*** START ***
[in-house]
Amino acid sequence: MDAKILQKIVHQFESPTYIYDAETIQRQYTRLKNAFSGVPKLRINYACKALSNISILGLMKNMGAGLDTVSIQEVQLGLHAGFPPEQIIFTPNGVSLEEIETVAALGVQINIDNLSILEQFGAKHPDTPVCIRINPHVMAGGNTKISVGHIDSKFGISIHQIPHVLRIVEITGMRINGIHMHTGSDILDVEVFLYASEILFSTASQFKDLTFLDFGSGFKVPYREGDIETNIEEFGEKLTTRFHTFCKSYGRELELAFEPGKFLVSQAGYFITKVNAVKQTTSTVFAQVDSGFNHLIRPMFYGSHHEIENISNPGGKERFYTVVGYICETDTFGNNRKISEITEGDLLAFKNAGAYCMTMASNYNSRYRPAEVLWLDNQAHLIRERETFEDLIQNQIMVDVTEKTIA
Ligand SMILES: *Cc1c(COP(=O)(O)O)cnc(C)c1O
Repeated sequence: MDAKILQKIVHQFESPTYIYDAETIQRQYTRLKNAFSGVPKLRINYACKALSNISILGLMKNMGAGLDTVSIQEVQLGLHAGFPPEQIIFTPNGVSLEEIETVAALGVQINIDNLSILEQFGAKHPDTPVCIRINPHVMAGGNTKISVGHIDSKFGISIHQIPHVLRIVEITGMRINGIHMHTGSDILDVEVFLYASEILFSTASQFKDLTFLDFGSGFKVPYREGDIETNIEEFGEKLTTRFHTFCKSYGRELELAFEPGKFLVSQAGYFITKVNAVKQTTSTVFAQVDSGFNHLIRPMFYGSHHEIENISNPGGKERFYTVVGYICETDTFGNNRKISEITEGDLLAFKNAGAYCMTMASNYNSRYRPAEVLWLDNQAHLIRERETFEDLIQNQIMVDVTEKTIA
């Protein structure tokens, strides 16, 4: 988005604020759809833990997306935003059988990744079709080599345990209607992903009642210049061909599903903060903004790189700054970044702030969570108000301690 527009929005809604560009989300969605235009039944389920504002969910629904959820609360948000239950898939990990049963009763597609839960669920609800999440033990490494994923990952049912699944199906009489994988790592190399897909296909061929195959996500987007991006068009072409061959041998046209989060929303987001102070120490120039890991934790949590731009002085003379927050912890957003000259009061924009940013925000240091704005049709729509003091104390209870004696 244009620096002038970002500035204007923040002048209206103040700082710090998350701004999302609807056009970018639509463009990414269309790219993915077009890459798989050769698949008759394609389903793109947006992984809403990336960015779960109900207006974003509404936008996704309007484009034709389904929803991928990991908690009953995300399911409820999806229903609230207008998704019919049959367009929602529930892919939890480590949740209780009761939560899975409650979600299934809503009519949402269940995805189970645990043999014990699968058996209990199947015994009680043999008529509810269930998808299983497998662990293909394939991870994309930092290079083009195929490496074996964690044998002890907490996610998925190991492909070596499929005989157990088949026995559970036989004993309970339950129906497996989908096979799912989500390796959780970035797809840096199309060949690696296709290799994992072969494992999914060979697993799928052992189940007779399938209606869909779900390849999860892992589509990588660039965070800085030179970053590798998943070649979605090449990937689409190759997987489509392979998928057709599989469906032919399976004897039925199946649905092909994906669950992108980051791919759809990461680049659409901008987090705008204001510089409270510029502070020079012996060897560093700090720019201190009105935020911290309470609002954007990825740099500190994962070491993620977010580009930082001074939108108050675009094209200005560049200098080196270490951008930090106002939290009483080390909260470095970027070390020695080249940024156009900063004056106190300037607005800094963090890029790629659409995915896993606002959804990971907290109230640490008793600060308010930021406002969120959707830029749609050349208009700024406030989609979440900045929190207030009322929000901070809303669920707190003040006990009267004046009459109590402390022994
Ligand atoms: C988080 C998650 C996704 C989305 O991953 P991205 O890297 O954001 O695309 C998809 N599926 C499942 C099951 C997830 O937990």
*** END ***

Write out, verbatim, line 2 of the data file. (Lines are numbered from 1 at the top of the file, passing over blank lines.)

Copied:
Amino acid sequence: MDAKILQKIVHQFESPTYIYDAETIQRQYTRLKNAFSGVPKLRINYACKALSNISILGLMKNMGAGLDTVSIQEVQLGLHAGFPPEQIIFTPNGVSLEEIETVAALGVQINIDNLSILEQFGAKHPDTPVCIRINPHVMAGGNTKISVGHIDSKFGISIHQIPHVLRIVEITGMRINGIHMHTGSDILDVEVFLYASEILFSTASQFKDLTFLDFGSGFKVPYREGDIETNIEEFGEKLTTRFHTFCKSYGRELELAFEPGKFLVSQAGYFITKVNAVKQTTSTVFAQVDSGFNHLIRPMFYGSHHEIENISNPGGKERFYTVVGYICETDTFGNNRKISEITEGDLLAFKNAGAYCMTMASNYNSRYRPAEVLWLDNQAHLIRERETFEDLIQNQIMVDVTEKTIA